2 min read ✭ Kim Scott’s book, Radical Candor, is not only a valuable read, but a great point of inspiration for not just Nonprofit Leaders, but any sort of person in a management or leadership role. If you’re looking to up your leadership game or your management style or even your mentorship, this is for you!
What Is Radical Candor?
Radical Candor is being able to directly challenge your employees and team members while at the same time caring personally. When this is done right it allows people to be more themselves at work and that can really take both the productivity and happiness to the next level for your team.
What Isn’t Radical Candor?
Radical Candor isn’t Ruinous Empathy, Obnoxious Aggression and Manipulative Insincerity. These are the types of things we want to avoid. Obnoxious Aggression is what happens when you challenge but don’t care. It’s praise that doesn’t feel sincere or criticism that isn’t delivered kindly.
Ruinous Empathy is what happens when you care but don’t challenge. It’s praise that isn’t specific enough to help the person understand what was good or criticism that is sugar coated and unclear.
Manipulative Insincerity is what happens when you neither care nor challenge. It’s praise that is non-specific and insincere or criticism that is neither clear nor kind.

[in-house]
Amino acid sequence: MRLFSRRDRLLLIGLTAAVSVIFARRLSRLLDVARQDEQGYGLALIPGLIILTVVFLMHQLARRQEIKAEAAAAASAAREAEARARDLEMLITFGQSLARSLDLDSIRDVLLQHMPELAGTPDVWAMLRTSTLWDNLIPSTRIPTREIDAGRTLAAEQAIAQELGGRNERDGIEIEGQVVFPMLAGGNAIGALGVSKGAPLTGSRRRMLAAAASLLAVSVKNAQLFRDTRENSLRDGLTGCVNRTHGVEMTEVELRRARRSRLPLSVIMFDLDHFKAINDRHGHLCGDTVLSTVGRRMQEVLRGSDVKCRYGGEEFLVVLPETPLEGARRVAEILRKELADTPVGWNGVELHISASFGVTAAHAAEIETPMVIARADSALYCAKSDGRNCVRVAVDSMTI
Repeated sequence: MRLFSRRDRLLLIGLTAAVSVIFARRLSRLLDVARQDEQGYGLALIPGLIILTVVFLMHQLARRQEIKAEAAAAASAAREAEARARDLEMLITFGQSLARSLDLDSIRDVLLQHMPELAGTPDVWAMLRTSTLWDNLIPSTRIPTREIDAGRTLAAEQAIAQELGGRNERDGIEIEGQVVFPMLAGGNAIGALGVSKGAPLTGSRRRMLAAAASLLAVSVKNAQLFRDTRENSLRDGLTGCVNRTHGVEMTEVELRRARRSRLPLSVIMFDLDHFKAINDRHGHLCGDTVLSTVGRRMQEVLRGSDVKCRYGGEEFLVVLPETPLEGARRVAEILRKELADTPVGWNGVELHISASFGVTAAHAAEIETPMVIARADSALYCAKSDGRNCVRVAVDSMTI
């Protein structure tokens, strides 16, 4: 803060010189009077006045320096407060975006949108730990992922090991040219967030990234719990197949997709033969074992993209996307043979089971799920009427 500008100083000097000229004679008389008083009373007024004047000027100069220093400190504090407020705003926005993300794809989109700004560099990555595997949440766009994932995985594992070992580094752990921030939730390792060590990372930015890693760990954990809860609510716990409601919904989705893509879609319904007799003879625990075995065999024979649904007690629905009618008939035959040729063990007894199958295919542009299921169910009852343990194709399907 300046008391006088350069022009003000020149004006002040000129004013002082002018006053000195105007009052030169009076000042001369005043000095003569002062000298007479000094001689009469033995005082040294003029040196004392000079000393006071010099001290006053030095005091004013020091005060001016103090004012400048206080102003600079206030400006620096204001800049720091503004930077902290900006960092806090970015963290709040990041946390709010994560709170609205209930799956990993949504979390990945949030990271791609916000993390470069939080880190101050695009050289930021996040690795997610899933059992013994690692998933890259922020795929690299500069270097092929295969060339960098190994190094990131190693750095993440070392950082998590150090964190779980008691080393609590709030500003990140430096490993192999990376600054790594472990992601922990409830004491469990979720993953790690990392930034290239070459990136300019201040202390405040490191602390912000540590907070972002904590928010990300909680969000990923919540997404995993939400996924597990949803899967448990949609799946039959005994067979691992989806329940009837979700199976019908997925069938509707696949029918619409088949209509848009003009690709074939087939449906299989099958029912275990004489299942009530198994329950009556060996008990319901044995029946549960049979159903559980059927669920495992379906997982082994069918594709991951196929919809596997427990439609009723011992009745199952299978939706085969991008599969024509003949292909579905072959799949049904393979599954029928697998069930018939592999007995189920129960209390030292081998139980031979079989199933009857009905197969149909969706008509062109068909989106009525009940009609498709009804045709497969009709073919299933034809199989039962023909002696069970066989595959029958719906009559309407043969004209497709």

How To Roll Out Radical Candor?
Radical Candor can be difficult to roll out, but once you start to practice it and make it a part of your culture it becomes the number one employee retention tactic. It may seem difficult and even unnatural at first because we aren’t use to this framework. You might not even get it right the first time you try to roll this out, but nothing is done right or perfectly the first time you try it, so it definitely takes a lot of practice and repetition for it to stick. However, once it is applied correctly it can change your work culture for the better.
One way we here at Community Boost rolled out Radical Candor is during our annual retreat we made sure to create a space where we went through an exercise of practicing radical candor feedback. Everyone on the team participated and we took the time to each take accountability and say these are the things you’re doing really well and these are the areas you can really improve on.
It took awhile, but once this space was created everyone was able to openly share their feedback. As a person in leadership it can be scary or even daunting to roll something like this out, but sometimes you just have to rip off the bandaid. Once you get through that hard part, all the benefits start to roll in. Implementing radical candor was so healthy and it really took our team to the next level when it came to moving faster and working better together.
Radical Candor isn’t just a one time thing. It should be done both formally and informally because it can really change your work culture for the better and drive great results for you and your team!
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